random thoughts to oil the mind

Tag: Blogging

Rise and Fall of the Blogosphere

A recent Wired article has certainly provoked some controversy amongst bloggers. Claiming that blogs are history, and that Twitter, Flickr and Facebook are the future, the post’s author Paul Boutin recommends that anyone who’s thinking of starting a blog should stop, and anyone already writing one should pack it in.

Whilst I wouldn’t normally comment on a post of this ilk (given my feelings about bloggers who blog about blogging) it seems pretty clear that unless Boutin is giving us a tongue-in-cheek excuse for a debate on web trends, he’s essentially wrong in his assessment. After all, it comes as no surprise that Boutin proclaims the fall of the blogosphere from the comfort of a blog entry, nor indeed that he rails against his own ilk in decrying the “tsunami of paid bilge” that ranks highest on the Technorati charts. The idea that blogs should be abandoned on account of the fact that personal blogs rarely garner any extended readership or popularity calls into question why authors set up their blogs in the first place, and why indeed they should switch to other means if popularity is their main objective. Boutin upbraids blogs for being text-only affairs, a charge which I daresay isn’t especially accurate, particularly since it is easily possible these days to integrate precisely those services that are supposed to supercede blogs, such as Flickr or Youtube.

Of course, no one can deny that the nature of the Internet is constantly changing, so much the better, and whilst the blogosphere may start to shrink once the new wave of Web2.0 forms of communication become fully fledged, they will merely overlap and supplement the current crop of technologies available. The continued prominence of email, IRC, Usenet and web forums all point to this fact. So whilst I daresay the number of new blogs appearing on the web will start to slow as new users find outlet to their thoughts on other media, there may always be a place for the humble (and not so humble) blogs that litter the webscape today.

[Via huffenglish.com]

Another Day, Another Plugin

WordPress Plugins

With the news that WordPress Photo Album plugin potentially contains a security vulnerability, I decided it was probably time that I took stock of my increasingly long plugins list and removed some of the outdated and superfluous items. One of the greatest improvements to WordPress of late has been the automatic update checks provided for plugins listed on the official site, which whilst by no means universal does at least mean that updates for many popular plugins will automatically be reported without the need to check up on each one manually. This little list of what remains represents some of the better plugins I’ve encountered.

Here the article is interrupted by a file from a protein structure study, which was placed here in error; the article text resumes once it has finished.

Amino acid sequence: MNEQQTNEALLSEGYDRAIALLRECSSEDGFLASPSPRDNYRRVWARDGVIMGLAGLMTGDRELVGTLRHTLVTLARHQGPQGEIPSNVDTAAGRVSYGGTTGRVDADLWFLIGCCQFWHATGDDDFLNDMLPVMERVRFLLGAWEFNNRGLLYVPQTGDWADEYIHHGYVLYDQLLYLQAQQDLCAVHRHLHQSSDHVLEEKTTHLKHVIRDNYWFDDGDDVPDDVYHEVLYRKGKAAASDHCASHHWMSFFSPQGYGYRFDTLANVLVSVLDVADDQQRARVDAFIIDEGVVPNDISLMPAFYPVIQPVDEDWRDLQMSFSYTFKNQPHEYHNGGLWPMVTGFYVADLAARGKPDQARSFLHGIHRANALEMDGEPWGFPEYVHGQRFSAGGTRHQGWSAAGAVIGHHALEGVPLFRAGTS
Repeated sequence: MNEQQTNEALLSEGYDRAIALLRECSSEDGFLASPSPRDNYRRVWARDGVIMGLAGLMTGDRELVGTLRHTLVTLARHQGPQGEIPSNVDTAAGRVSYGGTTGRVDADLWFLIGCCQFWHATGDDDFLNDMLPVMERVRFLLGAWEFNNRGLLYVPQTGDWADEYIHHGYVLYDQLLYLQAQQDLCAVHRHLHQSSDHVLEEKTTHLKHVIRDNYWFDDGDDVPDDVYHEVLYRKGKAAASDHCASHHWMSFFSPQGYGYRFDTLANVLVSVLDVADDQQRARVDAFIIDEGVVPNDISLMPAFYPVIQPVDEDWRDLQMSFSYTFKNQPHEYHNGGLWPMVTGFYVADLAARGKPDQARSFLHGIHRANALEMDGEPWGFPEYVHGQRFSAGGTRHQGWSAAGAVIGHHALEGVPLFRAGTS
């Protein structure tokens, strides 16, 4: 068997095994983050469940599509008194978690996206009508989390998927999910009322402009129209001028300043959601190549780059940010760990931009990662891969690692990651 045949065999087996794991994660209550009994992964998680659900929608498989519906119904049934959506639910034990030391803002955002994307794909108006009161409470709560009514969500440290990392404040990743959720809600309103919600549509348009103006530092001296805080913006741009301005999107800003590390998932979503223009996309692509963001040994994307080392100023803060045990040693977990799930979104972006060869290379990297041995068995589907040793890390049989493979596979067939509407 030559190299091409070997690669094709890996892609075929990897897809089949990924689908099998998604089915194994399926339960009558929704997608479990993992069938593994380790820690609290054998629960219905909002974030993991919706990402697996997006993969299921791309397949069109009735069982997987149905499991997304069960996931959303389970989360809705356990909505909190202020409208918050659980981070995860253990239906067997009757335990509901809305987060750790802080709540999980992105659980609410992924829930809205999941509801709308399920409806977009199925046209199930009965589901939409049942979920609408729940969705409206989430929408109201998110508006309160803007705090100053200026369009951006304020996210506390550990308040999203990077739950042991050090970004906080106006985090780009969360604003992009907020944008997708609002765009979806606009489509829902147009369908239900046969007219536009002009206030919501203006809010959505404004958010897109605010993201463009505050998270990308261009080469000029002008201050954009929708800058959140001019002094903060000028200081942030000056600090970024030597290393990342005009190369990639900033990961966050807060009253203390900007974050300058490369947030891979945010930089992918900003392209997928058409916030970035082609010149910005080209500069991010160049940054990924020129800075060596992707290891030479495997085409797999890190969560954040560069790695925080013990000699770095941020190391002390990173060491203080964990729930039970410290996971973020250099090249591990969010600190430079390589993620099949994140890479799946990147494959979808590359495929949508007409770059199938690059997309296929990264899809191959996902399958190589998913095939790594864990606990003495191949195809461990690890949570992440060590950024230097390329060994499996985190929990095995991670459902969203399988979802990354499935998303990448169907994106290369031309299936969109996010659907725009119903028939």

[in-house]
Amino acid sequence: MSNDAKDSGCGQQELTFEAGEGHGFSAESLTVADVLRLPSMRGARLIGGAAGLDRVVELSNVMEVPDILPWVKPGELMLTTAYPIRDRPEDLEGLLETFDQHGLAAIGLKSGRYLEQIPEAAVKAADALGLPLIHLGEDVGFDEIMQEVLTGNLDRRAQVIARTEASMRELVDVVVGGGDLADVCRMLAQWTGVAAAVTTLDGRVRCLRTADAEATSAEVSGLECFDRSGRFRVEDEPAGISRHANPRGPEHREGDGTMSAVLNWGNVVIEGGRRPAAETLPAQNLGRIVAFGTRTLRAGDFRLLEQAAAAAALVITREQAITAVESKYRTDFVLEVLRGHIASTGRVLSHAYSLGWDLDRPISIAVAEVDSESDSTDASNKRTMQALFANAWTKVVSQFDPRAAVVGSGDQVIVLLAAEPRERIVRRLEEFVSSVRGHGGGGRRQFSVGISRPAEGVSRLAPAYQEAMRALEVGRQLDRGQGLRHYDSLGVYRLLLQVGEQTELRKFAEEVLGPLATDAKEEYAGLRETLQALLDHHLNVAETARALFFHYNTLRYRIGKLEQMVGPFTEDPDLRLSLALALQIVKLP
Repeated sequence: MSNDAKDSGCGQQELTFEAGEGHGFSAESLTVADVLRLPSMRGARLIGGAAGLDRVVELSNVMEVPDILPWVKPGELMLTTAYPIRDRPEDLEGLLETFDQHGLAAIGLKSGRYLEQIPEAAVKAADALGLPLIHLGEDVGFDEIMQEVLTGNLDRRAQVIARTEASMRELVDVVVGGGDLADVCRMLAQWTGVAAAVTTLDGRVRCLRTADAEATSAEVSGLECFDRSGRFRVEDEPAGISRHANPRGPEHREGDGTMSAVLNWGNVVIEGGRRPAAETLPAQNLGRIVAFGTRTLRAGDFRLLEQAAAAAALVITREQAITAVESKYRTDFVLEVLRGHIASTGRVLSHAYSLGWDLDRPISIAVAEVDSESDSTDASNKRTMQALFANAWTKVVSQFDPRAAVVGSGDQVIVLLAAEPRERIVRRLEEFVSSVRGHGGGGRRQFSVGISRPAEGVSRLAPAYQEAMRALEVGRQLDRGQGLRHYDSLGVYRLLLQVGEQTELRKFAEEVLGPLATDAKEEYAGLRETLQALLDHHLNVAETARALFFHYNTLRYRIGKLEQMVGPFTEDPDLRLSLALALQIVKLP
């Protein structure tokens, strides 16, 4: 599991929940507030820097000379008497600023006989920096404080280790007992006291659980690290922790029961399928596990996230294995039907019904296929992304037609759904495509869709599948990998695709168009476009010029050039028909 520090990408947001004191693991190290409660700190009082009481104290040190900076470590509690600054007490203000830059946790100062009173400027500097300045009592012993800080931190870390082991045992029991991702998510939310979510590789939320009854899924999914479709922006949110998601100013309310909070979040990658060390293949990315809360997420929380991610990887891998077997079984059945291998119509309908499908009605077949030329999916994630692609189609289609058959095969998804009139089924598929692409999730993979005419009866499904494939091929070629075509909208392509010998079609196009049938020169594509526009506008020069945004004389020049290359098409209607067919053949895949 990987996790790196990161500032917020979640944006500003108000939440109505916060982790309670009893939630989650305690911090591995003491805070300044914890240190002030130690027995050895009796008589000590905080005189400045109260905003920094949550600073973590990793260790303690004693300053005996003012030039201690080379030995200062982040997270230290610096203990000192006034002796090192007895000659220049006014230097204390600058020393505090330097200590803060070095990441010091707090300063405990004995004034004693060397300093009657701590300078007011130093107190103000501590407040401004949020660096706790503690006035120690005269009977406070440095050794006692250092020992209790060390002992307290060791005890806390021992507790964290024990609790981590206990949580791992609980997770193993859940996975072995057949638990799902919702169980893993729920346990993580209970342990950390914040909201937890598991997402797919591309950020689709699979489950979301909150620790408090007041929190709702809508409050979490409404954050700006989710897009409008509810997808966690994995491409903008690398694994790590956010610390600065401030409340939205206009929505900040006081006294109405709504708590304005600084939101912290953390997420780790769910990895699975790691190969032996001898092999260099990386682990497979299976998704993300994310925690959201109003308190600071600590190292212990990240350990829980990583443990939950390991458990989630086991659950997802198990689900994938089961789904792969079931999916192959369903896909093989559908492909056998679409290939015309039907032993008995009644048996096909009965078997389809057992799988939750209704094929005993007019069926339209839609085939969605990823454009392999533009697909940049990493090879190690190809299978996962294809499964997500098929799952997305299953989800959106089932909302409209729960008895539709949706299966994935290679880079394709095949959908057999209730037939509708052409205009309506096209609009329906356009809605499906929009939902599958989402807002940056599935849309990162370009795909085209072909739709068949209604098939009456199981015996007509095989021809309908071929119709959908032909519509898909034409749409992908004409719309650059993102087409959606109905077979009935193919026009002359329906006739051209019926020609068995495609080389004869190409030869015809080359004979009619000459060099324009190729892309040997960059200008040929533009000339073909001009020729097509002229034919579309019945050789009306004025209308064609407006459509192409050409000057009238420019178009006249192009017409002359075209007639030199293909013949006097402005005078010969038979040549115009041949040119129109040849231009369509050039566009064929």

Late Resolutions

Although it may be customary for resolutions to start after New Year’s, most things surrounding this blog and its author work in a slightly different time zone to everything else. Nevertheless, it was my intention to make an effort to post more on this blog, partly since it might otherwise fall into disuse, partly in order to stretch these fingers more and let a little blood into parts of my brain that are getting a little dusty. The content will be much the same—i.e. as random as ever—but the aim is to post something once a week, albeit supplemented occasionally by interesting links and silly YouTube videos. That might also include some crazy literary wonderings. We’ll see.

But to kick start February, vaguely akin to the peacekeepers, here’s the THX lemur:

To Blog, or Not to Blog

WordPress

That is the question; as the well known soliloquy roughly goes. A Mind @ Play is now a year old, and not a day wiser, as far its author is concerned. Courtesy of GeneralStats, I can see that in the past year (excluding this post) there’ve been 57 posts, 18 comments/trackbacks, together a total of 31,400 words, and over 8,000 spam comments caught by Akismet. But to what end?

This isn’t intended to be another one of those ‘blogging about blogging’ posts, but occasionally one has to ask why we blog at all. I wouldn’t claim to be anything near an expert on the subject, but it would appear that the more successful blogs do just that: ‘blog about blogging’. Nor should that sound derogatory, some of them do an exceedingly good job of it, but there are only so many times you can read the ‘top 10 ways to get more readers’ et al. But then these people tend to come from the professional end of the blogging community, those who aim to earn something through their work. There were and are no such intentions with this blog, and if there are any advertisements on this site I can only say they are unintentional.

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